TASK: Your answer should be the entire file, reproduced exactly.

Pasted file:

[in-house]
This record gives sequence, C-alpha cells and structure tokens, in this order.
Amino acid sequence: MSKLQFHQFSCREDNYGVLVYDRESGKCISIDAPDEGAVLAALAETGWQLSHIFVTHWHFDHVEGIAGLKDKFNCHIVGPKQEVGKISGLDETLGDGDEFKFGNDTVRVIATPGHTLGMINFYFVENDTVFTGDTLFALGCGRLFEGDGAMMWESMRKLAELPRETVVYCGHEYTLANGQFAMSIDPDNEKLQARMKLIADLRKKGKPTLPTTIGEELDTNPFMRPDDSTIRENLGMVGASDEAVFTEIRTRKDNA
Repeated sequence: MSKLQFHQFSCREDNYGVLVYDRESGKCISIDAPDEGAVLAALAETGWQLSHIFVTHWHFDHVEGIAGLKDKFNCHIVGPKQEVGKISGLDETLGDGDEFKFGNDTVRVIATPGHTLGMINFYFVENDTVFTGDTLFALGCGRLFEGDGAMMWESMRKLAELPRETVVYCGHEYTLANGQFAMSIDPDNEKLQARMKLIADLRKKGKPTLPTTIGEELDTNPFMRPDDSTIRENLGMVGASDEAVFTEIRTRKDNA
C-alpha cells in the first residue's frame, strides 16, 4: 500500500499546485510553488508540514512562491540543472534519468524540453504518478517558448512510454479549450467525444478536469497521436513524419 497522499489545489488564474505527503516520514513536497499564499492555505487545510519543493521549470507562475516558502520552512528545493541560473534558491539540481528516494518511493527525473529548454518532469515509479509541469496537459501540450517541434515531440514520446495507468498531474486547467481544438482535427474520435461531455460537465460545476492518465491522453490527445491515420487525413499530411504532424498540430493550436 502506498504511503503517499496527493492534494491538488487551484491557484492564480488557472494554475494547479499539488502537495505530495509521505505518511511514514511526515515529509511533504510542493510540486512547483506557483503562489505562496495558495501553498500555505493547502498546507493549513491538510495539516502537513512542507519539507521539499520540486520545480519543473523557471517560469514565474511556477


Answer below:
[in-house]
This record gives sequence, C-alpha cells and structure tokens, in this order.
Amino acid sequence: MSKLQFHQFSCREDNYGVLVYDRESGKCISIDAPDEGAVLAALAETGWQLSHIFVTHWHFDHVEGIAGLKDKFNCHIVGPKQEVGKISGLDETLGDGDEFKFGNDTVRVIATPGHTLGMINFYFVENDTVFTGDTLFALGCGRLFEGDGAMMWESMRKLAELPRETVVYCGHEYTLANGQFAMSIDPDNEKLQARMKLIADLRKKGKPTLPTTIGEELDTNPFMRPDDSTIRENLGMVGASDEAVFTEIRTRKDNA
Repeated sequence: MSKLQFHQFSCREDNYGVLVYDRESGKCISIDAPDEGAVLAALAETGWQLSHIFVTHWHFDHVEGIAGLKDKFNCHIVGPKQEVGKISGLDETLGDGDEFKFGNDTVRVIATPGHTLGMINFYFVENDTVFTGDTLFALGCGRLFEGDGAMMWESMRKLAELPRETVVYCGHEYTLANGQFAMSIDPDNEKLQARMKLIADLRKKGKPTLPTTIGEELDTNPFMRPDDSTIRENLGMVGASDEAVFTEIRTRKDNA
C-alpha cells in the first residue's frame, strides 16, 4: 500500500499546485510553488508540514512562491540543472534519468524540453504518478517558448512510454479549450467525444478536469497521436513524419 497522499489545489488564474505527503516520514513536497499564499492555505487545510519543493521549470507562475516558502520552512528545493541560473534558491539540481528516494518511493527525473529548454518532469515509479509541469496537459501540450517541434515531440514520446495507468498531474486547467481544438482535427474520435461531455460537465460545476492518465491522453490527445491515420487525413499530411504532424498540430493550436 502506498504511503503517499496527493492534494491538488487551484491557484492564480488557472494554475494547479499539488502537495505530495509521505505518511511514514511526515515529509511533504510542493510540486512547483506557483503562489505562496495558495501553498500555505493547502498546507493549513491538510495539516502537513512542507519539507521539499520540486520545480519543473523557471517560469514565474511556477